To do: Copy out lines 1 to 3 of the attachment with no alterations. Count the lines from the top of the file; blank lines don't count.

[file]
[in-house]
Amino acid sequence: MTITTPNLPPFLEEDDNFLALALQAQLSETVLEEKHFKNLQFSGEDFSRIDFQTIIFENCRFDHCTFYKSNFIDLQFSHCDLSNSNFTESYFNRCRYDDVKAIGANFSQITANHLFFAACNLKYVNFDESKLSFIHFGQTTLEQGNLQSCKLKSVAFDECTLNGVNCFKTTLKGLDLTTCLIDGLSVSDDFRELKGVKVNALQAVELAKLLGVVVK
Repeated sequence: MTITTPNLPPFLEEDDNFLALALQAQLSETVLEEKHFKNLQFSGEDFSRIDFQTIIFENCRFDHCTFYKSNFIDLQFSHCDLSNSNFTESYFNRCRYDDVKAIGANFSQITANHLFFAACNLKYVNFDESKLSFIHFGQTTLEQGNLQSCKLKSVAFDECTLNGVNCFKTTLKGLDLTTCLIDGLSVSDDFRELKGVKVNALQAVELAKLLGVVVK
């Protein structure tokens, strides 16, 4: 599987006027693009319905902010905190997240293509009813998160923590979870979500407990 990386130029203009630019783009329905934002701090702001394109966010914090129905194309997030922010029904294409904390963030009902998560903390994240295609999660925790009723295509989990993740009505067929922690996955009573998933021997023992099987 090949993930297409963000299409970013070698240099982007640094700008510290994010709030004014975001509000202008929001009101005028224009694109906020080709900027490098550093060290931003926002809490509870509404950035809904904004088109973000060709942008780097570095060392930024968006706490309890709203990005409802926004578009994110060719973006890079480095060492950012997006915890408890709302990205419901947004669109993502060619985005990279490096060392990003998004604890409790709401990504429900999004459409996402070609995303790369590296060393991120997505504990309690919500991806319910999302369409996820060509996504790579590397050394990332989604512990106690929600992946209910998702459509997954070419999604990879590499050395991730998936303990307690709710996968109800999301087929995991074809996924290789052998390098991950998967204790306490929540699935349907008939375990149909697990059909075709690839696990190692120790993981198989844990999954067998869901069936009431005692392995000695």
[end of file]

[in-house]
Amino acid sequence: MTITTPNLPPFLEEDDNFLALALQAQLSETVLEEKHFKNLQFSGEDFSRIDFQTIIFENCRFDHCTFYKSNFIDLQFSHCDLSNSNFTESYFNRCRYDDVKAIGANFSQITANHLFFAACNLKYVNFDESKLSFIHFGQTTLEQGNLQSCKLKSVAFDECTLNGVNCFKTTLKGLDLTTCLIDGLSVSDDFRELKGVKVNALQAVELAKLLGVVVK
Repeated sequence: MTITTPNLPPFLEEDDNFLALALQAQLSETVLEEKHFKNLQFSGEDFSRIDFQTIIFENCRFDHCTFYKSNFIDLQFSHCDLSNSNFTESYFNRCRYDDVKAIGANFSQITANHLFFAACNLKYVNFDESKLSFIHFGQTTLEQGNLQSCKLKSVAFDECTLNGVNCFKTTLKGLDLTTCLIDGLSVSDDFRELKGVKVNALQAVELAKLLGVVVK